The Burden of Cancer

A paradigm shift has occurred in oncology toward precision oncology, in which the molecular profile of the tumor is guiding decision-making for cancer therapies.  Indeed, perhaps one day (and soon) we may talk more about cancer treatment in the context of gene aberrations and less about the body site where the cancer presents (take, for example, the recommended treatment for NTRK fusion-positive cancers).  The last few years we have seen an unprecedented increase in the number of approved novel immunotherapy and targeted therapy agents across different indications.  Coupled with this paradigm shift has been the increase in the incidence and prevalence of patients, the significant financial costs of these new therapeutics, and the fact that oncologists are retiring at a rate greater than the number of new entrants into the field.  Questions arise: How do we equip community oncologists and what other models of care delivery do we need to manage this cancer crisis?  What is thevalue of precision medicine and how do we deliver this value to providers and patients, so all that are eligible benefit?

Our Study:

Costs & Benefits of Precision Medicine

We designed a study to compare the costs and benefits of precision medicine to standard of care in oncology. The study included 75 advanced cancer patients (45 breast cancer and 30 ovarian cancer patients, stages III/IV) in a community oncology practice setting.  Of the 45 breast cancer patients, 27 received precision medicine (PM) therapies guided by genomic sequencing in addition to standard of care (SOC) and 18 received only SOC. Half of the breast patients received two or more lines of SOC treatment. Ten of the ovarian cancer patients received PM with SOC and 20 received SOC only. The majority of ovarian cancer patients (83%) had two or more lines

of SOC treatment.

What did we learn?

Precision medicine was more effective.

Precision Medicine patients were more likely to be alive at the time our study concluded compared to those who received standard therapy.  Overall, PM was more effective:breast patients were 1.7x more likely to be alive compared to SOC breast patients. PM ovarian patients were 1.4x more likely to be alive compared to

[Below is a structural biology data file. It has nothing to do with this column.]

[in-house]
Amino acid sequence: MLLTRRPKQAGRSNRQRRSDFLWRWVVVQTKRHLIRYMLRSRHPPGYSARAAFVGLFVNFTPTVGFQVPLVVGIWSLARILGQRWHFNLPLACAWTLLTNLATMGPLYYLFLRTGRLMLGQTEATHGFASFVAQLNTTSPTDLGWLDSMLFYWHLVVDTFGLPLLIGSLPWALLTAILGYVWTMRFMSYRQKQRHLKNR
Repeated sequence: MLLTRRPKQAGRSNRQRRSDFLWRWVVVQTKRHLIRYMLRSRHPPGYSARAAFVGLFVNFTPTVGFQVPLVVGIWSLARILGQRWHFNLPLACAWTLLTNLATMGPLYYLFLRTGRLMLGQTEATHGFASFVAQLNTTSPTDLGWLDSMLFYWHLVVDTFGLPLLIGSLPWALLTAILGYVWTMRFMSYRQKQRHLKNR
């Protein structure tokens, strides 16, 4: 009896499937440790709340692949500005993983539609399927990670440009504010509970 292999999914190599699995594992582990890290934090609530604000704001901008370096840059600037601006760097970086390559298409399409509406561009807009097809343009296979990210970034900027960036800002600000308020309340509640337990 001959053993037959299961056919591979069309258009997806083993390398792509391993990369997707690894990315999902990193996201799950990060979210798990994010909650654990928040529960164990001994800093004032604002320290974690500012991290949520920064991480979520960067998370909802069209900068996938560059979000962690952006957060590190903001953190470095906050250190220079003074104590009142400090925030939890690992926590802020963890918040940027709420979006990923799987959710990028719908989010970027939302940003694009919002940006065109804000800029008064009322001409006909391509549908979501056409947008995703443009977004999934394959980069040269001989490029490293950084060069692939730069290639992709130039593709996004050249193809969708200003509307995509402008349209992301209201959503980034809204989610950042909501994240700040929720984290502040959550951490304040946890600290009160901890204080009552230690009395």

SOC ovarian patients. 

This diagram shows the precision medicine patients in the study and their  status, based on which line of therapy precision medicine was first added to SOC. None of the breast cancer patients who received 4 lines of SOC when we concluded the study were alive.  In contrast, over half (55%) of breast patients who received 3 lines of SOC plus 1 line of PM were alive. Ovarian patients treated with 3 lines of SOC followed by PM were 1.6x more likely to be alive.

Comparing to the widely referenced DeVita statistics, where probability of response success across all types and stages of cancer is 60% for one line of therapy, 30% for two lines, 15% for 3 lines and 7.5% after 4 lines, yields an even more interesting result.  This graph includes all precision medicine patients.  


Our breast PM patients had success rates of 78% when precision medicine was added as the second line of treatment, 57% when PM was third line, 100% for patients who received PM as the fourth line, 50% for PM as line 5 and when PM was the 6th line of therapy 50% of patients were successful. The graph to the left shows the relative improvement of adding precision medicine to standard of care contrasted to DeVita success probabilities, respectively, acknowledging these are not

yet 5-year numbers. 

Our ovarian PM patients also compared favorably, with success rates of 100% for 3 lines of therapy, when PM was added as the third line, 33% when PM was given as fourth line treatment, 100% for PM as the fifth line and 67% for patients receiving PM as line 6.  The graph below shows the relative improvement of adding precision medicine to standard of care contrasted to DeVita success probabilities, respectively.   (No ovarian patients had only 2 lines of therapy). 

Our data showed that PM offers breast cancer patients an average of an additional 26 months of life (and counting) from the time PM treatment was added to standard of care. Our ovarian patient data showed an average of

27 additional months and counting.

Precision Medicine:

Accelerating Cancer's Demise

August 31, 2020

Devan Birch, BA, Gerry Hogue, Nancy Hogue, CPA,
Frederick Ashbury, PhD

ORION by VieCure

Volume 1, Issue 4





Key Messages:

Randomized trials are expensive and require a long time to get results.  Collection of real-world data (RWD), however, can accelerate applications to the Food & Drug Administration (FDA) for approval of drugs for new indications or novel agents by accruing sufficient numbers of patients more rapidly and using analytics to determine patterns.  In order to do this in a cost-effective manner, computerized tools that systematically collect RWD are necessary.

Our data, while admittedly involves a small number of patients, supports using NGS testing and adoption of genomic-guided therapies earlier in the process (i.e. moving the use of these technologies to an earlier point in the process to improve outcomes and eliminate waste inherent with failed lines of standard of care therapies.

Overall, further investigation using RWD such as those underlying our study, is necessary. In a subsequent  issue, we will describe the financial impacts of precision medicine based on our study.


  “DeVita, Hellman, and Rosenberg's Cancer: Principles & Practice   of Oncology (Cancer Principles and Practice of Oncology)”

4949 South Syracuse Street, Suite 450, Denver, CO 80237

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